Rules of Engagement for Race Related Trauma
Like many of you, I am outraged and emotionally exhausted because of the wrongful and race-related deaths (murders) of George Floyd, Breonna Taylor, and Ahmaud Arbery. Not only are many hearts on fire with anger, many businesses are on fire (right now) in Minneapolis because black and brown people do not feel seen, heard, loved, valued, understood, validated, cared for OR protected.
Emotions are indeed high and understandably so. How can we empathically move toward others who are externally exploding and internally imploding? How can we move toward those who are having a hard time managing their emotions in healthy ways BECAUSE OF their RACE-Related TRAUMAS?
All over our nation, the black community (along with countless non-minority communities) are being traumatized as a result of witnessing their black brothers and sisters being killed right before their very eyes because of video recordings, public cameras and even Facebook live video footage going public.
This is a time when we must use wisdom when drawing close to the weary, wounded, angry, and broken-hearted. We must be trauma-informed and trauma-responsive in our approach. We must understand how trauma activates the fear response in our brains. And when fear hijacks our brain,—many people can no longer remain calm or rational–thus causing them to emotionally erupt and act out of their pain, anger, and frustration in harmful and destructive ways. This is a fight response. A survival response. And it will perpetuate more fear, chaos and destruction if the traumatized don’t know how to regulate/manage their emotions in healthy ways.
FIGHT, FLIGHT OR FREEZE
As a trained trauma-informed psychoeducator, I wrote this post to help others understand how we can better SUPPORT and SERVE our black and brown people who are experiencing systemic racism and/or race-related trauma–repeatedly.
We need to know how TRAUMA hijacks the ‘rational’ brain and causes some people to lash out in fits of rage through rioting. Dr. King said this so well when he said “A riot is the language of the unheard.” The human FEAR response is driving many into a FIGHT for LIFE response because they fear for their lives & the lives of their loved ones. Any they feel like no one is listening to their pain and need to feel safe, loved, accepted, valued and HUMAN.
We must recognize this survival instinct at work and help those who are emotionally stuffing or exploding to learn HEALTHIER ways of managing their anger, pain, and trauma. Because SO many of us have never been taught a healthier way.
EFFECTS OF POOR EMOTIONAL SELF-REGULATION
Overwhelming and distressing emotions when suppressed, disregarded and ignored will not only make us sick physically and psychologically–BUT it will eventually spill out onto others in harmful ways (1) IF we don’t learn how to regulate (calm and relax) ourselves in healthy ways AND (2) IF we don’t find healthy role models who can show us a better, healthier and more productive way to cope with our pain and emotional distress.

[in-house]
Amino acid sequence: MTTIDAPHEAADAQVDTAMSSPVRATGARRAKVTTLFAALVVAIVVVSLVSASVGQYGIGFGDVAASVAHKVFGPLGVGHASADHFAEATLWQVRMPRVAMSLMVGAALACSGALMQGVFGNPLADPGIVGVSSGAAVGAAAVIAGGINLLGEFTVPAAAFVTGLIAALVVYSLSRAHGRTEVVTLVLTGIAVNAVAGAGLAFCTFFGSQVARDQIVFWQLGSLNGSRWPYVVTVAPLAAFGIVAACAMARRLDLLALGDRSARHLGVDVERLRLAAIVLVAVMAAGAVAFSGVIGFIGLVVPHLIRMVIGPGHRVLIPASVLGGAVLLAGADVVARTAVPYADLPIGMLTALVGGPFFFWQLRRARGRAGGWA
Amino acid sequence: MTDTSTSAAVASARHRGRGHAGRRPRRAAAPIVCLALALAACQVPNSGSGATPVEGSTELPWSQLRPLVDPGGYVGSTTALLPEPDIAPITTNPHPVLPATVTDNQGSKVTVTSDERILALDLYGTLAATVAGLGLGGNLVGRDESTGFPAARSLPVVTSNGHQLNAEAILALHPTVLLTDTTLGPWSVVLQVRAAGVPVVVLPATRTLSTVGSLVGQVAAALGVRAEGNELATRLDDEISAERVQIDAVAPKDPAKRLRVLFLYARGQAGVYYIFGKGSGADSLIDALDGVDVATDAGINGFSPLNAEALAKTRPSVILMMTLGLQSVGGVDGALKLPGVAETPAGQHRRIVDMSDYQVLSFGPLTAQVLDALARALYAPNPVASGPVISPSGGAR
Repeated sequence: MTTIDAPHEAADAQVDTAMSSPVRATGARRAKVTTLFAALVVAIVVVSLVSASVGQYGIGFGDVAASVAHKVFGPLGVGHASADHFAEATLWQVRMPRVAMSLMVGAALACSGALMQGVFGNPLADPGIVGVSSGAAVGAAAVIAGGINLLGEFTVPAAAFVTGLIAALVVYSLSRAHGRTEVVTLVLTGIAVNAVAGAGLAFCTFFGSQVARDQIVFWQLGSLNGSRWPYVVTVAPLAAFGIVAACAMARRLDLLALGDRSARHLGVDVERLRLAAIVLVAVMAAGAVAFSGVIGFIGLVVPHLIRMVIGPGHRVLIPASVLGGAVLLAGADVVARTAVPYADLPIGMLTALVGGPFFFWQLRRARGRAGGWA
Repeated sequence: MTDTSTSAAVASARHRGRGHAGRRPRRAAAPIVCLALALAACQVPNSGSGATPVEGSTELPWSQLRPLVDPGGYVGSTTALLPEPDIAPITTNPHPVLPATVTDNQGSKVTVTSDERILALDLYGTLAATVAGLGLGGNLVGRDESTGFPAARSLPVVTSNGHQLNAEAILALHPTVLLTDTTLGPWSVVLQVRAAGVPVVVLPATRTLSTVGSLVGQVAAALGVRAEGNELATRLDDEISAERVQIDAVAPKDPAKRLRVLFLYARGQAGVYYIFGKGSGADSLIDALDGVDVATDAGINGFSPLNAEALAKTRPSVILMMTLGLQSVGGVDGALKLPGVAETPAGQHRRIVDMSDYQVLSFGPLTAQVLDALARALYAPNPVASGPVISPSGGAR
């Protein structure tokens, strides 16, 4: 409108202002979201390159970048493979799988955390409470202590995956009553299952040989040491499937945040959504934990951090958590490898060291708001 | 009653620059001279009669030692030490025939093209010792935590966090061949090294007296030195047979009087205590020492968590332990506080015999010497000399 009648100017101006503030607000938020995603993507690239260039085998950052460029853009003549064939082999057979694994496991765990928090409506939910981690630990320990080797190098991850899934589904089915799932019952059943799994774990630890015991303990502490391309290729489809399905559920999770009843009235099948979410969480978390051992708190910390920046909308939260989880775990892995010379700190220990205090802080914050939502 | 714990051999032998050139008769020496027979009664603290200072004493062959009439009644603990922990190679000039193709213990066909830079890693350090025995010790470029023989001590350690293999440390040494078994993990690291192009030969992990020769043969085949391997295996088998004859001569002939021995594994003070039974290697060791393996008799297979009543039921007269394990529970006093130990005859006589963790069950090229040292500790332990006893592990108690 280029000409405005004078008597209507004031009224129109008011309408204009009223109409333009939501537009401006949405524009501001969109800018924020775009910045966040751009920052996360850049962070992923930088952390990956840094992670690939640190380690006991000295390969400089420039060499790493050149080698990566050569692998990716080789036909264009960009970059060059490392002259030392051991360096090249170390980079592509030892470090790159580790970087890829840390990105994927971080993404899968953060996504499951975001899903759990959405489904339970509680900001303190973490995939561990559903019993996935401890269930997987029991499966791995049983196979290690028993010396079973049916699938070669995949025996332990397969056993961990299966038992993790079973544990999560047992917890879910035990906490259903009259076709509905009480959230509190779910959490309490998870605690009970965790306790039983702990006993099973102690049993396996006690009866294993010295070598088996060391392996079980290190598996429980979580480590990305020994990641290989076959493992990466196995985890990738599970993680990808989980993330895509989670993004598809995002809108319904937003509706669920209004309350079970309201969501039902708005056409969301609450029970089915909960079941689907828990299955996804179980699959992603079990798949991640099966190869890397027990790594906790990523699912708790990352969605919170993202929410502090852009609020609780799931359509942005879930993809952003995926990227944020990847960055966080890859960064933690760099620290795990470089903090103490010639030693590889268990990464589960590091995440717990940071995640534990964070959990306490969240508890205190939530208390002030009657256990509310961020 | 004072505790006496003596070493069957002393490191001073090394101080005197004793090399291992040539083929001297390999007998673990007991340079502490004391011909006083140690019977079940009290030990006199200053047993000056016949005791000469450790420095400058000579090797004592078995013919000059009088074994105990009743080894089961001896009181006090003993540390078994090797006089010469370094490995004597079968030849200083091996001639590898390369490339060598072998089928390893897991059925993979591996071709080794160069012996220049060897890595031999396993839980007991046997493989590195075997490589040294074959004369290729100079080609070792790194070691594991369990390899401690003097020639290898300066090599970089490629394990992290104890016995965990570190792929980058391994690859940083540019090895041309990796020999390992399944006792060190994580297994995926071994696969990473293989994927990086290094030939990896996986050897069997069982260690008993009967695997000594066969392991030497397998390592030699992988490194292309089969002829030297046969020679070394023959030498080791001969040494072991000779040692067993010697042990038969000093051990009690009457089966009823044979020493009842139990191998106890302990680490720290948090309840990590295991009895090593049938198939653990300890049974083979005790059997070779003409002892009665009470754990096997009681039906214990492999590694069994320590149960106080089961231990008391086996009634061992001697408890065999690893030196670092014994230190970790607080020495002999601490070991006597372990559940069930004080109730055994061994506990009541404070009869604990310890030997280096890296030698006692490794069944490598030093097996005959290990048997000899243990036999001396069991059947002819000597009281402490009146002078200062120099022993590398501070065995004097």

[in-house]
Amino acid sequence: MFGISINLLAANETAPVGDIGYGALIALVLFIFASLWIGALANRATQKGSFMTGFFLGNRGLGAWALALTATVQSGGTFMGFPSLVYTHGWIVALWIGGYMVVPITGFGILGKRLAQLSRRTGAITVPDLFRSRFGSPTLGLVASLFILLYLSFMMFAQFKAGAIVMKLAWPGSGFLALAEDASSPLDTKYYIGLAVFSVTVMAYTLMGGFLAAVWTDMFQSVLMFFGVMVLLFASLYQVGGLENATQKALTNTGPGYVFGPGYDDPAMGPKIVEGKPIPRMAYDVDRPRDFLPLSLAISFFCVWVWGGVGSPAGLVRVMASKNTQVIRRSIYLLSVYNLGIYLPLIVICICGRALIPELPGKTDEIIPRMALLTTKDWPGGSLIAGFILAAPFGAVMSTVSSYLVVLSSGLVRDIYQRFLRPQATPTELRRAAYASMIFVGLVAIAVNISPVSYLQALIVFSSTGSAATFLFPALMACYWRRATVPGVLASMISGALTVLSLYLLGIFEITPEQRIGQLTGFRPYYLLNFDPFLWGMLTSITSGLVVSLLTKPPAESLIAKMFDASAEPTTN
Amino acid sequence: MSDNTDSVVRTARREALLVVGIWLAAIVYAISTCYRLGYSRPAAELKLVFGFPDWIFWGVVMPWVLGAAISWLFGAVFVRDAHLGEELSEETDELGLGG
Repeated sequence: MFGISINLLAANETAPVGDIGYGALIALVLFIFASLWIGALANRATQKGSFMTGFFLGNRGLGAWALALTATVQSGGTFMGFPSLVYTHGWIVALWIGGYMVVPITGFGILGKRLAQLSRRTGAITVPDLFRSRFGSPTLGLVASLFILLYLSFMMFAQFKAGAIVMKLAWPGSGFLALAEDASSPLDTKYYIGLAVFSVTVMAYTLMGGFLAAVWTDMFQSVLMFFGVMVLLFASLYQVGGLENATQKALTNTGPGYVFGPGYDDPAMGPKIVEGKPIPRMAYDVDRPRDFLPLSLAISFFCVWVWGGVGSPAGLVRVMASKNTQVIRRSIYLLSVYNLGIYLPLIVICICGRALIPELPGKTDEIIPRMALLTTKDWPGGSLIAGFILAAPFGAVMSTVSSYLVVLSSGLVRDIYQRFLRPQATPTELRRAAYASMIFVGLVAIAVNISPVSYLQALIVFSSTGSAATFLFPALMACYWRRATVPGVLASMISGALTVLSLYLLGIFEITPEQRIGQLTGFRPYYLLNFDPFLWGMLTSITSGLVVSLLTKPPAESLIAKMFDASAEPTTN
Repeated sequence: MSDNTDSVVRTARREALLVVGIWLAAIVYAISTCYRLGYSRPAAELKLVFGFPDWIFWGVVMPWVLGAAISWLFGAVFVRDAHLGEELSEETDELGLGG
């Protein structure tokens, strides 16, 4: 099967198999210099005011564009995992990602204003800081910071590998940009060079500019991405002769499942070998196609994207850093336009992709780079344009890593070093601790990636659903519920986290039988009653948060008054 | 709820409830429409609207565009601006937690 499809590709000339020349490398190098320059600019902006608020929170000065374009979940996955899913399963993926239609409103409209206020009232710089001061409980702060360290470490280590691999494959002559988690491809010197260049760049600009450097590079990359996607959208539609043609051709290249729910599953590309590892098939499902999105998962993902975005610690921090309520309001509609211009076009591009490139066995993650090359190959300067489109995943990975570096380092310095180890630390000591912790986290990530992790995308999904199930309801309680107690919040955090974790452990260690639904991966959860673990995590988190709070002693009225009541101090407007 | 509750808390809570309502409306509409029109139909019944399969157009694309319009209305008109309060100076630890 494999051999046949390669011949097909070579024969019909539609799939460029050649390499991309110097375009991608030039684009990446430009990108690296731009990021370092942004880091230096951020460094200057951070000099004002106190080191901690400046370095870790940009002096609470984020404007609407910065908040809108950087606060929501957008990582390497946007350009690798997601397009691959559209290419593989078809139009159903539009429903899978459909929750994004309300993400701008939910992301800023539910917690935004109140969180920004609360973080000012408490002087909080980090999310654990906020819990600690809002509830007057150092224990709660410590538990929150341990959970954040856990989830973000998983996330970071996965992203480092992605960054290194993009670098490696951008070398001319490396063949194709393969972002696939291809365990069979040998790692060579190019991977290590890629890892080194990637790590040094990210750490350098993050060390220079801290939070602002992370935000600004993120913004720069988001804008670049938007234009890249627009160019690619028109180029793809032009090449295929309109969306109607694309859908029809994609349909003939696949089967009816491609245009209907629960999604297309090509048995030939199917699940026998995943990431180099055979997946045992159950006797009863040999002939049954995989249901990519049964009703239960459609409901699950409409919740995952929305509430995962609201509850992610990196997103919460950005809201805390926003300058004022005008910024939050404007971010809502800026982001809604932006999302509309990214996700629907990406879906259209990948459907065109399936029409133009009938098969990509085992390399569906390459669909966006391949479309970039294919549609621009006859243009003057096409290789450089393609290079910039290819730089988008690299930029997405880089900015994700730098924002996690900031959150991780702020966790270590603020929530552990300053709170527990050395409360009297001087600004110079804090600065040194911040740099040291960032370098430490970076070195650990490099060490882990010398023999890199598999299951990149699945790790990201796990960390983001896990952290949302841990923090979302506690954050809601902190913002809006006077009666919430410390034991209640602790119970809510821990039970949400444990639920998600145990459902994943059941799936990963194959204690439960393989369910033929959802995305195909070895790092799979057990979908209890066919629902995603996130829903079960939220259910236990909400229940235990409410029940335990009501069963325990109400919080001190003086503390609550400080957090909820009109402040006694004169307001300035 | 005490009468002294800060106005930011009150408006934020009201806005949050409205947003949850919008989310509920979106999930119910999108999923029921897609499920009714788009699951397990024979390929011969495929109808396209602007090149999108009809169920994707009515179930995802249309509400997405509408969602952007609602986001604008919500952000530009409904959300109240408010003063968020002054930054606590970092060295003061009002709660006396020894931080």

Before we can engage in race-related conversations in a healthy way, we must regulate and process our own emotions first (and teach others how to self–regulate if needed). Then we must learn how to empathically relate with those are different from us by choosing to lean into the discomfort of race related conversations, seeking to understand, learn and do no harm. THEN and only then, can we begin to peacefully reason with each another and work together toward personal and systemic change.
Let’s NOT perpetuate race-related trauma because we resist becoming trauma-aware and trauma-responsive. Let’s learn how to better respond to those who have experienced race-related trauma and who may be stuck in an emotional crisis because they feel unloved, unseen, and unheard. With our actions, let’s hope them that they are VALUABLE HUMAN BEINGS of immeasurable worth.
Let’s help one another cope. Let’s strengthen the emotional abilities among those in need through modeling and co-regulation. Let’s learn how to regulate (manage) ourselves first and then help others regulate so we can ALL begin relating to AND reasoning with one another from a place of LOVE, instead of fear.❤
To use the words of Dr. Seuss,
Unless someone like you (AND ME) cares a whole awful lot, NOTHING is going to get better. It’s not.
- If you’d like to hear more of my thoughts on this topic, check out my Facebook live video HERE YOU
- And for my non-minority friends who have been reaching out to me and asking me how they can help, check out this resource guide that shares 75 things you can do to promote racial justice.
- Uncovering the Trauma of Racism: Psychology Today
- The impact of Race-Based Trauma can lead to internalized devaluation and voicelessness, an assaulted sense of self, and rage (Hardy, 2013).
- Common traumatic stress reactions that reflect racial trauma include increased vigilance and suspicion, increased sensitivity to threat, sense of a foreshortened future, and maladaptive responses to stress such as aggression or substance use. Further, racial trauma can have a negative impact on individuals’ physical and mental health, including negative mood and depressive symptoms, and hypertension and coronary heart disease.
“Speak up for those who cannot speak for themselves; ensure justicefor those being crushed. Yes, speak up for the poor and helpless, and see that they get justice” (Proverbs 31:8-9 NLT).